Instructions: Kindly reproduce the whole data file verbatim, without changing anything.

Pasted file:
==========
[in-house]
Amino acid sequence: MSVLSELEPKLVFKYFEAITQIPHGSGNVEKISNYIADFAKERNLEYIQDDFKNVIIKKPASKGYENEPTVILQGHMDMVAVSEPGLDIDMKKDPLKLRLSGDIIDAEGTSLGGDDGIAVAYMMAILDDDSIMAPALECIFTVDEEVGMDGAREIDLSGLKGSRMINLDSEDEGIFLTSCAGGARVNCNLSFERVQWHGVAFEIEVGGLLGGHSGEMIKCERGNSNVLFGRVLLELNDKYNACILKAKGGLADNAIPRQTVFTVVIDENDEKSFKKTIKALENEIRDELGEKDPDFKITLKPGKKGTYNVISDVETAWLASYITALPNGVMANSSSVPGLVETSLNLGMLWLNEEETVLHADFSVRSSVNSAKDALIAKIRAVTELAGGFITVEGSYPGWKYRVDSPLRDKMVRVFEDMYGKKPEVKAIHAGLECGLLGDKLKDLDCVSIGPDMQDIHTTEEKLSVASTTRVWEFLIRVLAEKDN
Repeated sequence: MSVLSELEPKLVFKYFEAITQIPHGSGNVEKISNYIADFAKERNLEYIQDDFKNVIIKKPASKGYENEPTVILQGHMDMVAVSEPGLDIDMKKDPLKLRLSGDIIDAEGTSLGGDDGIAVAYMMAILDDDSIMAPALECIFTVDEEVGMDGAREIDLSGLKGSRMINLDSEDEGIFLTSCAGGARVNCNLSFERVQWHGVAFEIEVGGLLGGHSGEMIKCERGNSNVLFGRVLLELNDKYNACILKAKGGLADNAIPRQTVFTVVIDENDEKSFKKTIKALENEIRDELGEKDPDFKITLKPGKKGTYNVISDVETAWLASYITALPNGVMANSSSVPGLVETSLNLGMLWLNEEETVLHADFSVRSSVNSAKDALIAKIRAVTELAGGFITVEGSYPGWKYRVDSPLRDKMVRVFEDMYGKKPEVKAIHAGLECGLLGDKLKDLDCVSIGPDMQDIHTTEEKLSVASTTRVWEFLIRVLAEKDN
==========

[in-house]
Amino acid sequence: MSVLSELEPKLVFKYFEAITQIPHGSGNVEKISNYIADFAKERNLEYIQDDFKNVIIKKPASKGYENEPTVILQGHMDMVAVSEPGLDIDMKKDPLKLRLSGDIIDAEGTSLGGDDGIAVAYMMAILDDDSIMAPALECIFTVDEEVGMDGAREIDLSGLKGSRMINLDSEDEGIFLTSCAGGARVNCNLSFERVQWHGVAFEIEVGGLLGGHSGEMIKCERGNSNVLFGRVLLELNDKYNACILKAKGGLADNAIPRQTVFTVVIDENDEKSFKKTIKALENEIRDELGEKDPDFKITLKPGKKGTYNVISDVETAWLASYITALPNGVMANSSSVPGLVETSLNLGMLWLNEEETVLHADFSVRSSVNSAKDALIAKIRAVTELAGGFITVEGSYPGWKYRVDSPLRDKMVRVFEDMYGKKPEVKAIHAGLECGLLGDKLKDLDCVSIGPDMQDIHTTEEKLSVASTTRVWEFLIRVLAEKDN
Repeated sequence: MSVLSELEPKLVFKYFEAITQIPHGSGNVEKISNYIADFAKERNLEYIQDDFKNVIIKKPASKGYENEPTVILQGHMDMVAVSEPGLDIDMKKDPLKLRLSGDIIDAEGTSLGGDDGIAVAYMMAILDDDSIMAPALECIFTVDEEVGMDGAREIDLSGLKGSRMINLDSEDEGIFLTSCAGGARVNCNLSFERVQWHGVAFEIEVGGLLGGHSGEMIKCERGNSNVLFGRVLLELNDKYNACILKAKGGLADNAIPRQTVFTVVIDENDEKSFKKTIKALENEIRDELGEKDPDFKITLKPGKKGTYNVISDVETAWLASYITALPNGVMANSSSVPGLVETSLNLGMLWLNEEETVLHADFSVRSSVNSAKDALIAKIRAVTELAGGFITVEGSYPGWKYRVDSPLRDKMVRVFEDMYGKKPEVKAIHAGLECGLLGDKLKDLDCVSIGPDMQDIHTTEEKLSVASTTRVWEFLIRVLAEKDN